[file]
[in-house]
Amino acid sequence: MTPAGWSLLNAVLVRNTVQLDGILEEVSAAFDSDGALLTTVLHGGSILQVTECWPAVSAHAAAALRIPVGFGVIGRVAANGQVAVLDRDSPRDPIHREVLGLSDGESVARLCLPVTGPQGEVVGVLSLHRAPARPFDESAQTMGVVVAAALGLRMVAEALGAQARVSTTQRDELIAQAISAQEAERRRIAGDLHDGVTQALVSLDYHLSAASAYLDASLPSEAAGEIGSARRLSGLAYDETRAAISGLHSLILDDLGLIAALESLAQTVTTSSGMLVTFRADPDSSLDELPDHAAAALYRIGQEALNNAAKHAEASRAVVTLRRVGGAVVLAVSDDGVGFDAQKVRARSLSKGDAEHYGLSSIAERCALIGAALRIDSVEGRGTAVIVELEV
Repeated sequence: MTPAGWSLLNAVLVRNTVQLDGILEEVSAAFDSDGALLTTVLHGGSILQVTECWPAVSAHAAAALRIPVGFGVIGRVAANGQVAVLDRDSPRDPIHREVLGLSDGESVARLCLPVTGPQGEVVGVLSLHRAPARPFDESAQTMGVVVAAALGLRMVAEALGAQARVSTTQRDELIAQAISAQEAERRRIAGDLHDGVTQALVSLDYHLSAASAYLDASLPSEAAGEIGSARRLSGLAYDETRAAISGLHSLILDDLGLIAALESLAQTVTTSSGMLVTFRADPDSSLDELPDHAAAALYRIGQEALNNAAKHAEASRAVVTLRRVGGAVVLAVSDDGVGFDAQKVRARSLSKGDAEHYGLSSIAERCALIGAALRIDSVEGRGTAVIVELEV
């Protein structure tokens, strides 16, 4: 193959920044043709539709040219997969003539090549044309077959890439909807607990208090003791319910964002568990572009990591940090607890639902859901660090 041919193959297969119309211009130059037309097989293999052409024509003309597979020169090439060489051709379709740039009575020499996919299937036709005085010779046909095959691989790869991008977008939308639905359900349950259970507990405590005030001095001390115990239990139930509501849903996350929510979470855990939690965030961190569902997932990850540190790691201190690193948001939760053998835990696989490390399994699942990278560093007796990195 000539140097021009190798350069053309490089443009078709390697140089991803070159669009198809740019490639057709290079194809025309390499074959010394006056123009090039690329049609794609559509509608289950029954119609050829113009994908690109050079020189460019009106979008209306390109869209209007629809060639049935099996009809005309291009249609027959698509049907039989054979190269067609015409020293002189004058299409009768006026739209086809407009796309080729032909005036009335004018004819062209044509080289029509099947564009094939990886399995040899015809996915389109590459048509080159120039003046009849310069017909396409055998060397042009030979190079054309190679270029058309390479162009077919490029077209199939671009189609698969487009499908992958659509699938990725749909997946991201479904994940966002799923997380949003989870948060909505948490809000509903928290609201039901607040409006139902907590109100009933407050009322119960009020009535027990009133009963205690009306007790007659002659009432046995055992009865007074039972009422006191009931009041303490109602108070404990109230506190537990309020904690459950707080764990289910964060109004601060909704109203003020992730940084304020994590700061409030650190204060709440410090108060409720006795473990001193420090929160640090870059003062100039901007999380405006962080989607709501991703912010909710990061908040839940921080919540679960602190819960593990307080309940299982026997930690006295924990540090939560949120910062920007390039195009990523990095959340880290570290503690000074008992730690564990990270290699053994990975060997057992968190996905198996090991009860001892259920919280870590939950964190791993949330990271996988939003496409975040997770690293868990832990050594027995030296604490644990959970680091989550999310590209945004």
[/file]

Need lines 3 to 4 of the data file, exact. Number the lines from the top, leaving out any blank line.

Repeated sequence: MTPAGWSLLNAVLVRNTVQLDGILEEVSAAFDSDGALLTTVLHGGSILQVTECWPAVSAHAAAALRIPVGFGVIGRVAANGQVAVLDRDSPRDPIHREVLGLSDGESVARLCLPVTGPQGEVVGVLSLHRAPARPFDESAQTMGVVVAAALGLRMVAEALGAQARVSTTQRDELIAQAISAQEAERRRIAGDLHDGVTQALVSLDYHLSAASAYLDASLPSEAAGEIGSARRLSGLAYDETRAAISGLHSLILDDLGLIAALESLAQTVTTSSGMLVTFRADPDSSLDELPDHAAAALYRIGQEALNNAAKHAEASRAVVTLRRVGGAVVLAVSDDGVGFDAQKVRARSLSKGDAEHYGLSSIAERCALIGAALRIDSVEGRGTAVIVELEV
């Protein structure tokens, strides 16, 4: 193959920044043709539709040219997969003539090549044309077959890439909807607990208090003791319910964002568990572009990591940090607890639902859901660090 041919193959297969119309211009130059037309097989293999052409024509003309597979020169090439060489051709379709740039009575020499996919299937036709005085010779046909095959691989790869991008977008939308639905359900349950259970507990405590005030001095001390115990239990139930509501849903996350929510979470855990939690965030961190569902997932990850540190790691201190690193948001939760053998835990696989490390399994699942990278560093007796990195 000539140097021009190798350069053309490089443009078709390697140089991803070159669009198809740019490639057709290079194809025309390499074959010394006056123009090039690329049609794609559509509608289950029954119609050829113009994908690109050079020189460019009106979008209306390109869209209007629809060639049935099996009809005309291009249609027959698509049907039989054979190269067609015409020293002189004058299409009768006026739209086809407009796309080729032909005036009335004018004819062209044509080289029509099947564009094939990886399995040899015809996915389109590459048509080159120039003046009849310069017909396409055998060397042009030979190079054309190679270029058309390479162009077919490029077209199939671009189609698969487009499908992958659509699938990725749909997946991201479904994940966002799923997380949003989870948060909505948490809000509903928290609201039901607040409006139902907590109100009933407050009322119960009020009535027990009133009963205690009306007790007659002659009432046995055992009865007074039972009422006191009931009041303490109602108070404990109230506190537990309020904690459950707080764990289910964060109004601060909704109203003020992730940084304020994590700061409030650190204060709440410090108060409720006795473990001193420090929160640090870059003062100039901007999380405006962080989607709501991703912010909710990061908040839940921080919540679960602190819960593990307080309940299982026997930690006295924990540090939560949120910062920007390039195009990523990095959340880290570290503690000074008992730690564990990270290699053994990975060997057992968190996905198996090991009860001892259920919280870590939950964190791993949330990271996988939003496409975040997770690293868990832990050594027995030296604490644990959970680091989550999310590209945004």